Abstract

Abstract:

Herodotus' Persian stories have a distinctive shape, well-rounded, often centring on the king and his court, with women prominent. This shaping has interpretative value, and so does the 'biographical' character of the Persian books: the stories are like that because the world is like that. Greek history is messier and less linear. How far does this explain Persian imperialism? Perhaps by explaining the difficulty of persuading the king to exercise restraint, given the problems of talking straight at court. Ultimately this may be more about power than about Persia, with the might of the Great King offering the clarity of extremes. The Athenian empire was now presenting an opposite extreme of democratic freedom, and the jury was out on how that would end.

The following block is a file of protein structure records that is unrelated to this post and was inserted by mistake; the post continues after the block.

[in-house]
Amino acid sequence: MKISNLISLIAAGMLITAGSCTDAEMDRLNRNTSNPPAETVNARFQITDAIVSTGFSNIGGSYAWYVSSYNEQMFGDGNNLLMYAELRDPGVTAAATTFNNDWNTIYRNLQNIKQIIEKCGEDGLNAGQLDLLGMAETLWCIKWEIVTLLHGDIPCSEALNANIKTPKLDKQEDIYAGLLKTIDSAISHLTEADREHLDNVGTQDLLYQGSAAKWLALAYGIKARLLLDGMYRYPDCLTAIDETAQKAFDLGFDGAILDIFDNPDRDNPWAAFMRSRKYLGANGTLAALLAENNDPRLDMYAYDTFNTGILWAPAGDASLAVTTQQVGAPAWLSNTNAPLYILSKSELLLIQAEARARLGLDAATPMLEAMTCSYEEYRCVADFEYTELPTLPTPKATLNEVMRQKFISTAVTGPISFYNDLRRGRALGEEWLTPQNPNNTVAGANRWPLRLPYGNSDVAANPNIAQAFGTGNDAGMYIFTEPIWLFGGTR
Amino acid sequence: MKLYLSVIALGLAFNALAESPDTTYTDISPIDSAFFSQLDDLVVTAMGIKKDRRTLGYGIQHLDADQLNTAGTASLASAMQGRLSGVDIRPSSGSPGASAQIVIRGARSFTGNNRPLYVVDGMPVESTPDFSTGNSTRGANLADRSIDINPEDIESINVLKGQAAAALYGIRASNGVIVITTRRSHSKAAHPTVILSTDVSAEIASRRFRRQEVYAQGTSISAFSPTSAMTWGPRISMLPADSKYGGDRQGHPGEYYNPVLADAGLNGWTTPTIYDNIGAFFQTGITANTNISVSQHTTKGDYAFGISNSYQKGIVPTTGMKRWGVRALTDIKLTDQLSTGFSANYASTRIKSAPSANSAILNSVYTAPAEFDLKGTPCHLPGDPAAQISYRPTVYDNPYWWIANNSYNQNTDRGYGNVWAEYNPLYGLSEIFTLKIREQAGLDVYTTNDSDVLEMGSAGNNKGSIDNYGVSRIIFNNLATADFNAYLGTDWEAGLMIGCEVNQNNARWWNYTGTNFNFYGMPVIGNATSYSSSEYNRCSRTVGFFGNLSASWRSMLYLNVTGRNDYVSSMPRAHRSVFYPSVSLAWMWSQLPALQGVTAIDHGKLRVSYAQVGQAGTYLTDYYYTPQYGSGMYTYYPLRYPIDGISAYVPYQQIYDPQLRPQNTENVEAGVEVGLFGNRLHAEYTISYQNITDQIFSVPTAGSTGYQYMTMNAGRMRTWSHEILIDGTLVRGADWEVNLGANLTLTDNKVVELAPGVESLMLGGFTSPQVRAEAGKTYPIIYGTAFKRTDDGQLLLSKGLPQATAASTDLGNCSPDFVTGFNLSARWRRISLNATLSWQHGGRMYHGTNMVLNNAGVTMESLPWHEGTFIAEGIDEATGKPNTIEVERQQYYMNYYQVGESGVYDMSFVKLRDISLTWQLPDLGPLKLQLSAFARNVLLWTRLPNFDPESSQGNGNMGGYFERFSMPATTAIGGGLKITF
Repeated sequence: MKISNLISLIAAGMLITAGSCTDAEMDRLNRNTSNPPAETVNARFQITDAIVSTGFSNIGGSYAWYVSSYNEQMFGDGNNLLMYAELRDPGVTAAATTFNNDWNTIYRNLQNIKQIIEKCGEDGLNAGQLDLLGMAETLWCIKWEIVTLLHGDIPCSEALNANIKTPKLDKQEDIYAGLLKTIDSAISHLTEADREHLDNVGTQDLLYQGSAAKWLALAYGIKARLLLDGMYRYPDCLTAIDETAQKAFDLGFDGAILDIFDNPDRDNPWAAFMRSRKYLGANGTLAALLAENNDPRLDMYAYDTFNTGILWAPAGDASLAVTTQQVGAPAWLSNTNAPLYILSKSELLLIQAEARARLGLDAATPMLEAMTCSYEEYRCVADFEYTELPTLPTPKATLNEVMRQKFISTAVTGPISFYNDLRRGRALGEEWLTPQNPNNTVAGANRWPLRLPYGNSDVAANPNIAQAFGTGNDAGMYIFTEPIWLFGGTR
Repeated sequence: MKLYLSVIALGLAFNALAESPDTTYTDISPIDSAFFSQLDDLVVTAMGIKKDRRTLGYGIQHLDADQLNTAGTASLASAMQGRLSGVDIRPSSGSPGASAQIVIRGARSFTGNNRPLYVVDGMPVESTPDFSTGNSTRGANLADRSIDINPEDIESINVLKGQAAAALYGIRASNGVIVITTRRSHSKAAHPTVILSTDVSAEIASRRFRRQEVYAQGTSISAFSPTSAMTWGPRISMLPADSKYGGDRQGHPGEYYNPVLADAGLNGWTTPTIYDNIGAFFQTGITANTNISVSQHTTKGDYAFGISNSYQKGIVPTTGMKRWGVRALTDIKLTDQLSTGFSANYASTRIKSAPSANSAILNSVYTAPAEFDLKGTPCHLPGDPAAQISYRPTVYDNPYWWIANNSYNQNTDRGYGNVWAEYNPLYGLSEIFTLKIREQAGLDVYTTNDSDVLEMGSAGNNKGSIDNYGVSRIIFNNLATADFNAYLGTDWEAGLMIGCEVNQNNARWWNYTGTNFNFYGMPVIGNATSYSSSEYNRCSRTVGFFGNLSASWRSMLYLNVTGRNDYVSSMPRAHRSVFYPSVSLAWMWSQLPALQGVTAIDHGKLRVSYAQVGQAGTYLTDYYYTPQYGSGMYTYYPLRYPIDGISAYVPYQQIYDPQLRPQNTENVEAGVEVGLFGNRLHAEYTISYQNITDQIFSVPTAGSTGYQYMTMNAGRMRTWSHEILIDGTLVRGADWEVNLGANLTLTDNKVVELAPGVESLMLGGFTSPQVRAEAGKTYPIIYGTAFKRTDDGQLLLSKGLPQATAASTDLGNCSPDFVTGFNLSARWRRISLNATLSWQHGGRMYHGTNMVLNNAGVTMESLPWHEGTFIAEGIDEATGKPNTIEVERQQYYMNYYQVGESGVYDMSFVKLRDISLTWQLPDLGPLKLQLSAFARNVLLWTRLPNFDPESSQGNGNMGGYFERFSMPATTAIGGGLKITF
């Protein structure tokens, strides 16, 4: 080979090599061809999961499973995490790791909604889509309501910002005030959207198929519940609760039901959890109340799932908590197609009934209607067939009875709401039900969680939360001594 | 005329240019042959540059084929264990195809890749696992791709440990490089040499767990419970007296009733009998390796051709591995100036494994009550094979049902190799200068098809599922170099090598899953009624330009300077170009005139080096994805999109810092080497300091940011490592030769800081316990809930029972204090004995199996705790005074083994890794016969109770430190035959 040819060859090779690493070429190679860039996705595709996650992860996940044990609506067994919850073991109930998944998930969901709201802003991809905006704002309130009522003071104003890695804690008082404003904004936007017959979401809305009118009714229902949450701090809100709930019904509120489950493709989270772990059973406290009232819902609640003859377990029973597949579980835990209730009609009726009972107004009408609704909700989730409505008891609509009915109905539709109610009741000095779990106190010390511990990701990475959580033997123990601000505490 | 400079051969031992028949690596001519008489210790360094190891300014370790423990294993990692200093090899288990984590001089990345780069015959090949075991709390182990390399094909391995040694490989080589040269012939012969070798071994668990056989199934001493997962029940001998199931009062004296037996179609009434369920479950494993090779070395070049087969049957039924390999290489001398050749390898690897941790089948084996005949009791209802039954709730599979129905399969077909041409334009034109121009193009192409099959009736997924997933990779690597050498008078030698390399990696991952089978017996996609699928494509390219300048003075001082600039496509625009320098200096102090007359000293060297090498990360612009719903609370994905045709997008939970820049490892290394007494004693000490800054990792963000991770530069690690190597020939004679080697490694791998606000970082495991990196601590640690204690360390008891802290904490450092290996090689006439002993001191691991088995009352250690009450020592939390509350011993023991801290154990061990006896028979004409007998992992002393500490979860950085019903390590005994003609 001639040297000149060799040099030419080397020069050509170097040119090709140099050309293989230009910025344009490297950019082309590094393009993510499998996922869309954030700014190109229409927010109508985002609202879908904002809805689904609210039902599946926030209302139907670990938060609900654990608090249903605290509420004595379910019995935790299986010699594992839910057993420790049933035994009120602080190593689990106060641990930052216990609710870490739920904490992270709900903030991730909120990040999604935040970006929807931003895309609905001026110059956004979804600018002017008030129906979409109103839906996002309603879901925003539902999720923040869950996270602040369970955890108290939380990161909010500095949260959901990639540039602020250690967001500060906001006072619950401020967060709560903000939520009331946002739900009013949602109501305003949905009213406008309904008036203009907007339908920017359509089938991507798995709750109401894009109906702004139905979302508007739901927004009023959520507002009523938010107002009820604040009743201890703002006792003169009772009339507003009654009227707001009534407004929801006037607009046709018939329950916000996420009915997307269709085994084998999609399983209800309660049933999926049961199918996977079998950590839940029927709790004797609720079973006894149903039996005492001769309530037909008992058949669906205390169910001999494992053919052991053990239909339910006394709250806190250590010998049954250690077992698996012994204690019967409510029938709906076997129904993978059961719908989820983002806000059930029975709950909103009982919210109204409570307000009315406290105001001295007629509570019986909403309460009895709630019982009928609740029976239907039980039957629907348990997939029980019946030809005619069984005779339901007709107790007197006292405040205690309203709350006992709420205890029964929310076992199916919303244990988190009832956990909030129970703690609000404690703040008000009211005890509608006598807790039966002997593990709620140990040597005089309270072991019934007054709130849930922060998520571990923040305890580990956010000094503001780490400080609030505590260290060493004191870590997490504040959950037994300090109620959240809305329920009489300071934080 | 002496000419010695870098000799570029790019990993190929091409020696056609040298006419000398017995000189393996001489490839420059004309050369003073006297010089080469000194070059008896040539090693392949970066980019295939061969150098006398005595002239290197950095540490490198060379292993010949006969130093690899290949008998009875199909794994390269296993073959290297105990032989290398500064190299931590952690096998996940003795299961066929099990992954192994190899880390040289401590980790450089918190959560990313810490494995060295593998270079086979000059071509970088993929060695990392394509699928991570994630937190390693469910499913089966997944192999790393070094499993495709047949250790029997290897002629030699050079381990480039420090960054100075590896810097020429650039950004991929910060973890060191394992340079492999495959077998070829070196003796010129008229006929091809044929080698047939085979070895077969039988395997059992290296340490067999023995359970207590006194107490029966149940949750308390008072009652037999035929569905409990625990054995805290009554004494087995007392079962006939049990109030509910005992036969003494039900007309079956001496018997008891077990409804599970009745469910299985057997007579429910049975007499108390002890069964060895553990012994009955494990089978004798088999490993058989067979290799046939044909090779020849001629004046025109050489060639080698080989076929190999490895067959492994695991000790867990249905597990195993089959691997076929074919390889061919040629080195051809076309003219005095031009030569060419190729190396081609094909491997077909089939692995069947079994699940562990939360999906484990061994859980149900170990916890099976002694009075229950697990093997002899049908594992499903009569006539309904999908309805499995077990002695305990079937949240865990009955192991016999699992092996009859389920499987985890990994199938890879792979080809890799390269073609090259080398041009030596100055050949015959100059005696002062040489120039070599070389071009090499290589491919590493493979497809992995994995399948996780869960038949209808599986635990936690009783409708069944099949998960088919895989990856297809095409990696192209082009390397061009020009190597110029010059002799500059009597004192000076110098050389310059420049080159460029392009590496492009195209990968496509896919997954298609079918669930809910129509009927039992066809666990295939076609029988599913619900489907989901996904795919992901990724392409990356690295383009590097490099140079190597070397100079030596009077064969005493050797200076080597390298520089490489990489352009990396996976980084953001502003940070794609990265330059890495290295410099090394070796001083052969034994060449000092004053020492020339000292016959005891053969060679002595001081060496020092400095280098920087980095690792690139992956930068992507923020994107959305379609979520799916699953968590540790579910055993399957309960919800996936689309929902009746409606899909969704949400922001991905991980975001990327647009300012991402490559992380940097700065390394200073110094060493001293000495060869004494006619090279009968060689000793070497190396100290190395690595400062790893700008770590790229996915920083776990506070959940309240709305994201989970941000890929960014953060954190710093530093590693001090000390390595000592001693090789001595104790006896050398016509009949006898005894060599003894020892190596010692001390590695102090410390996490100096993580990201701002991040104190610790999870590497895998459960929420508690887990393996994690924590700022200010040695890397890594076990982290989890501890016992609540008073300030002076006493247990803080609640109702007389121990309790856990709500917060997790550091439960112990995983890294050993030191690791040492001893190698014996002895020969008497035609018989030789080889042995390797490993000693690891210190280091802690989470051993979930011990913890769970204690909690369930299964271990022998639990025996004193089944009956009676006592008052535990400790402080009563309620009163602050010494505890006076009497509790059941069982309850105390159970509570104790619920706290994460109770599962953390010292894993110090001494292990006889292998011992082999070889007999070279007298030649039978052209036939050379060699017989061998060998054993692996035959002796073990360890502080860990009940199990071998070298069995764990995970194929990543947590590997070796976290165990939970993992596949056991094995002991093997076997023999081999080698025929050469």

pdf

Additional Information

ISSN
2160-5157
Print ISSN
1040-3612
Pages
pp. 65-92
Launched on MUSE
2017-05-17
Open Access
No
Archive Status
Archived 2021
Back To Top

This website uses cookies to ensure you get the best experience on our website. Without cookies your experience may not be seamless.